November 15, 2007

Sous Chef or Assistant Manager

I have never seemed to buy into the myth of The Boss. During my teenage years, when I was first heavily exposed to the canon of classic rock, so many other artists captured my imagination. The Middle-Earth epic battle screams and guitar blasts of Led Zeppelin and their shark part cunnilingus shenanigans with hordes of groupies seemed utterly captivating. The voodoo/Native American shaman magic via the hipster and gritty London underground club rock of Jimi Hendrix was awe-inspiring. Even the extended family, ultra blue collar personas of Skynyrd and The Allmans were most admirable and uplifting.

Bruce Springsteen and his ragged bunch of East Coasters, on the other hand, seemed so pedestrian and remote, no matter his magazine cover success of the 1970s and 80s and the Jon Landau proclamations of Bruce being the future of rock. So, like other famous classic rock acts like Queen and Deep Purple, Bruce and his music have remained relatively unfamiliar territory to me.

Despite my ignorance of the Jersey Coast’s favourite son, Tunnel of Love has, curiously enough, always intrigued me. Probably based on things I have read over the years, I have had this romantic notion that Tunnel was this grossly underrated album, the true masterpiece of his since his 1970s work, and the one album that I needed to hear first to really delved into the oeuvre of The Bossman. Quite simply, I was rather excited to hear Tunnel of Love.

Well, while not a bad album by any stretch of the imagination, Tunnel of Love was a mild disappointment for me. It’s a competent album with its fair share of well crafted lyrics and catchy tracks, but it seems to just to float so gradually and benignly with quaint melodies and memories of longing, unrequited love, and romantic mistakes. Worse, it is often lacking the impact pathos that one would expect from an album that is tied so closely with Bruce’s personal travails of the time. No doubt, it was a cathartic process for Bruce, but the listener is left a bit perplexed and annoyed with its coded self-pity (third person life snippets) and excessive introspection with a rather tame background sound that doesn’t do justice to the thematic presentation.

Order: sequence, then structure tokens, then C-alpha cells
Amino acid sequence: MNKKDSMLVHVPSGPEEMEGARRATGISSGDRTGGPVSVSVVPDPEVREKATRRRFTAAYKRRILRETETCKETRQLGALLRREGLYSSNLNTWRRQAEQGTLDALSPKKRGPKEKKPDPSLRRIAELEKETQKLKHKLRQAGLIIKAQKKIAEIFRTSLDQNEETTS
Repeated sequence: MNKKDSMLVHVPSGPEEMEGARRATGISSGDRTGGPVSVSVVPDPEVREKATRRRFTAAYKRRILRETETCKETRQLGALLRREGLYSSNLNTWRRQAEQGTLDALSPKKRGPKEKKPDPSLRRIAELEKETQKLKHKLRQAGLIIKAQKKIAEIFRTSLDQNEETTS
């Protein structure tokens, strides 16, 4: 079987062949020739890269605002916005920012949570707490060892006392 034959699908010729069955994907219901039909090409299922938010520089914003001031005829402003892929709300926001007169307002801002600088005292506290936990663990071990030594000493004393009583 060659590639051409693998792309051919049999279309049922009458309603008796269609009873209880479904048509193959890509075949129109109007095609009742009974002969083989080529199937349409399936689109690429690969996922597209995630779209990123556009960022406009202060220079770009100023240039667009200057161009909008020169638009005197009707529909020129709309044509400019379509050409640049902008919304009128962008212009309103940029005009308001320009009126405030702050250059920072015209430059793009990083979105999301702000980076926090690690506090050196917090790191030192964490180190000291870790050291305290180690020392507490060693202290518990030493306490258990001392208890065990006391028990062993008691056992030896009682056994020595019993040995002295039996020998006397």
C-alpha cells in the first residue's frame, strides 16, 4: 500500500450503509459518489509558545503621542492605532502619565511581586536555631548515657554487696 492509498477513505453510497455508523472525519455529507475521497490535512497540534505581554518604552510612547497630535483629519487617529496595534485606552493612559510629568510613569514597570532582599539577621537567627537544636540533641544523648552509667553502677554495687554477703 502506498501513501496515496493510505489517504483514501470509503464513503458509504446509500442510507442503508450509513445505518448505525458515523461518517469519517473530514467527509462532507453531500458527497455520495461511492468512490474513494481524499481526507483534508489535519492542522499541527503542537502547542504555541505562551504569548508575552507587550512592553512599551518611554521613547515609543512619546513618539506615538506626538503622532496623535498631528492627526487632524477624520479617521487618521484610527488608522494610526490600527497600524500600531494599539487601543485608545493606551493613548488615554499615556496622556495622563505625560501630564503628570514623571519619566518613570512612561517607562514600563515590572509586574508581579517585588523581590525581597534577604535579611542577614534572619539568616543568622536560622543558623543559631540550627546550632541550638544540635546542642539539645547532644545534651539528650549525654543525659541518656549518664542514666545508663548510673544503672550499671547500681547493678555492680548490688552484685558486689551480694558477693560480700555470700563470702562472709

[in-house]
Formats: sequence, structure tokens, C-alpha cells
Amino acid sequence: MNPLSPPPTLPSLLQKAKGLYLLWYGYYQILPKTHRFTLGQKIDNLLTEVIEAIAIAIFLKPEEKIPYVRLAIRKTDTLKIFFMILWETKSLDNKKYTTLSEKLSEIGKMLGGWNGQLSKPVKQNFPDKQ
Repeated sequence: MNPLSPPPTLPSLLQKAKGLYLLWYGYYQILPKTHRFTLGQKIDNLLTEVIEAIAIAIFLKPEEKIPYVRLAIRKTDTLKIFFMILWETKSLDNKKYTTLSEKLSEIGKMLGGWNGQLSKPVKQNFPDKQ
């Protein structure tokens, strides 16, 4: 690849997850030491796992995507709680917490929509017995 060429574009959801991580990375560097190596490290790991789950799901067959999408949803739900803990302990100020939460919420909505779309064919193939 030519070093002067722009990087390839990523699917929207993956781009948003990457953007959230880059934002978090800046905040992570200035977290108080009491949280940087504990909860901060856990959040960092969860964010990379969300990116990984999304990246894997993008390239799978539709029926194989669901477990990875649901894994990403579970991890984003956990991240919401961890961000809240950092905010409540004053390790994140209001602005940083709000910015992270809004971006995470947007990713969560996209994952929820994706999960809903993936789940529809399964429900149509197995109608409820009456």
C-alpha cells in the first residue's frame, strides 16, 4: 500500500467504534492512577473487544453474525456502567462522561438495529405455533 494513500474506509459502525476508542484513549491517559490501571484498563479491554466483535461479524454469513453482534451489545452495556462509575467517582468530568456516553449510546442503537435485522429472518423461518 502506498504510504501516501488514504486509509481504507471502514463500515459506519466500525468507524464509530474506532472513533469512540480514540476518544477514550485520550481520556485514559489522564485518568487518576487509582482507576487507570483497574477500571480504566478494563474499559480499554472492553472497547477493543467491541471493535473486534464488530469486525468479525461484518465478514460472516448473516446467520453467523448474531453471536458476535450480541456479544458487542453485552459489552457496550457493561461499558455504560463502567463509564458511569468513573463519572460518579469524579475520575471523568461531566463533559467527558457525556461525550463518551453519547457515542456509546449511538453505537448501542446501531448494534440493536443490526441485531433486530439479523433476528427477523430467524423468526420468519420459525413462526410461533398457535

Some might find the sounds on the album a bit dated. Clearly the 80s keyboard (a la Bruce Hornsby), R&B adult contemporary background singing, and semi-wanker, Dire Straights-esque guitar effects gently permeate the album, although not too obnoxiously, thank heaven. For me, however, that is not a major concern and can even give an album its unique charm, as is the case with the title track, one of my favourites of Bruce and of the 1980s. “Brilliant Disguise” also has the late Roy Orbison via Traveling Wilburys feel, which is fun and catchy, but lacks a couple of right hooks or battle scars to really be remembered with the passing of the years. “Valentine’s Day” gently swaying ( although somewhat dated) organ sound is effective and, along with Bruce’s vocal tone, provides one of the few moving and contemplative moments on the album.